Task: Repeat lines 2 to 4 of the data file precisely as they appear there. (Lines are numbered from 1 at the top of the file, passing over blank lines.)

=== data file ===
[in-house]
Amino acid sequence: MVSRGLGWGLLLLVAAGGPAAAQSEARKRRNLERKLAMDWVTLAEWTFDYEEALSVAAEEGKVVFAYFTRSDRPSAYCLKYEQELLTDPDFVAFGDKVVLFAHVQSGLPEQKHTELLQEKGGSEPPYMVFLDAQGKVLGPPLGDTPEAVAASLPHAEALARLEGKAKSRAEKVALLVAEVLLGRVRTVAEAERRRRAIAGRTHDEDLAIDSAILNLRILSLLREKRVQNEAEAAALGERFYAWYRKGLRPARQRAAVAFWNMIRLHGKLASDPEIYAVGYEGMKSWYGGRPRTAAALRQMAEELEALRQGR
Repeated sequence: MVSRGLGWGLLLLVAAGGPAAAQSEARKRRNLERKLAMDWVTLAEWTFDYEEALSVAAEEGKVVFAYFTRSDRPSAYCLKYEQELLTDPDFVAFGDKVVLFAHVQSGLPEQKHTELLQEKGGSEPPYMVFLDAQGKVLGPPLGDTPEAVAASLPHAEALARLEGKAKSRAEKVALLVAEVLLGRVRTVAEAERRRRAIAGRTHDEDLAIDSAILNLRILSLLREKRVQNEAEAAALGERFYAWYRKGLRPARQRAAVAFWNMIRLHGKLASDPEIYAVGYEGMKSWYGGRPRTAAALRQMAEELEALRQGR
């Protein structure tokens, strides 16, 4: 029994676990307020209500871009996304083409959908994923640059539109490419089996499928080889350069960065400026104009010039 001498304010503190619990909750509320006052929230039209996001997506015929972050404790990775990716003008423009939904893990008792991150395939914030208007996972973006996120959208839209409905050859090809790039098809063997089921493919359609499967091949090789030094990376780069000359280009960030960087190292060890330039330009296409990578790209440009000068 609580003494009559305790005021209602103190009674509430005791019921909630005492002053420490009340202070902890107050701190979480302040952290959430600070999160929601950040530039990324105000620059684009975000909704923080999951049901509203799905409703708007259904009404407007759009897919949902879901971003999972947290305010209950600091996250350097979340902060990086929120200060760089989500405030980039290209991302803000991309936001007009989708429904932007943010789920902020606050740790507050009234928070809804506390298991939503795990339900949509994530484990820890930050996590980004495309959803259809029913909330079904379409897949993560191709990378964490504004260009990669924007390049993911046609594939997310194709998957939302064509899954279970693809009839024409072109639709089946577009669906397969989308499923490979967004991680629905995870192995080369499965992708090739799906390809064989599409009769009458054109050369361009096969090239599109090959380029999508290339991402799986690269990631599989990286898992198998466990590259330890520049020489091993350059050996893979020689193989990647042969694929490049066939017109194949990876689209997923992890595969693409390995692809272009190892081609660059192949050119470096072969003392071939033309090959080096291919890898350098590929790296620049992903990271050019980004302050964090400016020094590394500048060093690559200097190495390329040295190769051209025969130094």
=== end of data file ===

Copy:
Amino acid sequence: MVSRGLGWGLLLLVAAGGPAAAQSEARKRRNLERKLAMDWVTLAEWTFDYEEALSVAAEEGKVVFAYFTRSDRPSAYCLKYEQELLTDPDFVAFGDKVVLFAHVQSGLPEQKHTELLQEKGGSEPPYMVFLDAQGKVLGPPLGDTPEAVAASLPHAEALARLEGKAKSRAEKVALLVAEVLLGRVRTVAEAERRRRAIAGRTHDEDLAIDSAILNLRILSLLREKRVQNEAEAAALGERFYAWYRKGLRPARQRAAVAFWNMIRLHGKLASDPEIYAVGYEGMKSWYGGRPRTAAALRQMAEELEALRQGR
Repeated sequence: MVSRGLGWGLLLLVAAGGPAAAQSEARKRRNLERKLAMDWVTLAEWTFDYEEALSVAAEEGKVVFAYFTRSDRPSAYCLKYEQELLTDPDFVAFGDKVVLFAHVQSGLPEQKHTELLQEKGGSEPPYMVFLDAQGKVLGPPLGDTPEAVAASLPHAEALARLEGKAKSRAEKVALLVAEVLLGRVRTVAEAERRRRAIAGRTHDEDLAIDSAILNLRILSLLREKRVQNEAEAAALGERFYAWYRKGLRPARQRAAVAFWNMIRLHGKLASDPEIYAVGYEGMKSWYGGRPRTAAALRQMAEELEALRQGR
């Protein structure tokens, strides 16, 4: 029994676990307020209500871009996304083409959908994923640059539109490419089996499928080889350069960065400026104009010039 001498304010503190619990909750509320006052929230039209996001997506015929972050404790990775990716003008423009939904893990008792991150395939914030208007996972973006996120959208839209409905050859090809790039098809063997089921493919359609499967091949090789030094990376780069000359280009960030960087190292060890330039330009296409990578790209440009000068 609580003494009559305790005021209602103190009674509430005791019921909630005492002053420490009340202070902890107050701190979480302040952290959430600070999160929601950040530039990324105000620059684009975000909704923080999951049901509203799905409703708007259904009404407007759009897919949902879901971003999972947290305010209950600091996250350097979340902060990086929120200060760089989500405030980039290209991302803000991309936001007009989708429904932007943010789920902020606050740790507050009234928070809804506390298991939503795990339900949509994530484990820890930050996590980004495309959803259809029913909330079904379409897949993560191709990378964490504004260009990669924007390049993911046609594939997310194709998957939302064509899954279970693809009839024409072109639709089946577009669906397969989308499923490979967004991680629905995870192995080369499965992708090739799906390809064989599409009769009458054109050369361009096969090239599109090959380029999508290339991402799986690269990631599989990286898992198998466990590259330890520049020489091993350059050996893979020689193989990647042969694929490049066939017109194949990876689209997923992890595969693409390995692809272009190892081609660059192949050119470096072969003392071939033309090959080096291919890898350098590929790296620049992903990271050019980004302050964090400016020094590394500048060093690559200097190495390329040295190769051209025969130094």